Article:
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When music touches your heart, or why foreigners fall in love with Bulgarian folklore

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Photo: Veneta Nikolova

Love of Bulgaria’s songs and dances brought hundreds of visitors from abroad to the festival in Koprivshtitsa during the weekend at the beginning of August.

People from the Netherlands, Belgium, Japan, France, the UK spent their time singing, humming, taking pictures, as they watched and listened to the performances on the six stages set up on the meadows around. A Radio Bulgaria reporter saw that for them, Bulgarian folklore is more than a passing interest, it is a true passion to which they devote their leisure time.

The popularity of amateur Bulgarian folklore groups has been growing abroad, and as people join them they fall in love with the magic of the rhythms and colours of the Balkans. For example, two years ago, Julie Gallifet from Toulouse in the South of France, who lives in Belgium, joined a 50-member international Balkan folklore group. Julie sings from the heart, and gets emotional when she talks about Bulgarian music:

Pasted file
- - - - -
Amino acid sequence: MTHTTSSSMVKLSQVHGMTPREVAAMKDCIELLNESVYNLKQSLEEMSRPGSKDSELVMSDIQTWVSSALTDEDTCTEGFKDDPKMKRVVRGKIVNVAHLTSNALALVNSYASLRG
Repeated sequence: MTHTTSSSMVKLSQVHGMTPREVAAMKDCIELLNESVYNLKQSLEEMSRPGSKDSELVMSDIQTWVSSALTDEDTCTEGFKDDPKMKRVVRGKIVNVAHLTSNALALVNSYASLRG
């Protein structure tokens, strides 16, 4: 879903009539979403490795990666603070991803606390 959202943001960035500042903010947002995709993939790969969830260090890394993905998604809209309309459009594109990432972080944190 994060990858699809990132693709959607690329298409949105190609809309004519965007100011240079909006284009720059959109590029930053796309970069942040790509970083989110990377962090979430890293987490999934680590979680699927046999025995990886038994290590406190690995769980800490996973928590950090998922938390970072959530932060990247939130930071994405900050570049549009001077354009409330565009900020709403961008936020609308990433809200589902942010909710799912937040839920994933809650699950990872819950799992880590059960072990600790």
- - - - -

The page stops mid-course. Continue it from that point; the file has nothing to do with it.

Julie Gallifet

It touches me deeply. Just talking about it brings tears to my eyes. It is very powerful, and this here just cannot be described. And I saw all of these people – young, old – and I heard these sounds which vibrate deep inside me. I am here with my group, we shall perform on stage. The participants in the festival are so beautiful – the traditional clothes, the colours, the songs, the smiles, the dancing… To me that is magic!

Mariza is Greek, she comes from the island of Lesbos. She is a musician - she plays the accordion and is also conductor of a polyphonic choir. She says she draws inspiration from Balkan rhythms, and explains that she is in Koprivshtitsa for the festival and the music, but most of all for the authenticity of the traditions presented, and goes on to add how impressed she is with the incredibly beauty of the town of Koprivshtitsa.

But it looks like the biggest group of foreign visitors coming here are from the Netherlands. Moving from stage to stage we met Toke and Caspar, and, as it turned out, their bond with Bulgarian folklore goes way back.

Toke and Caspar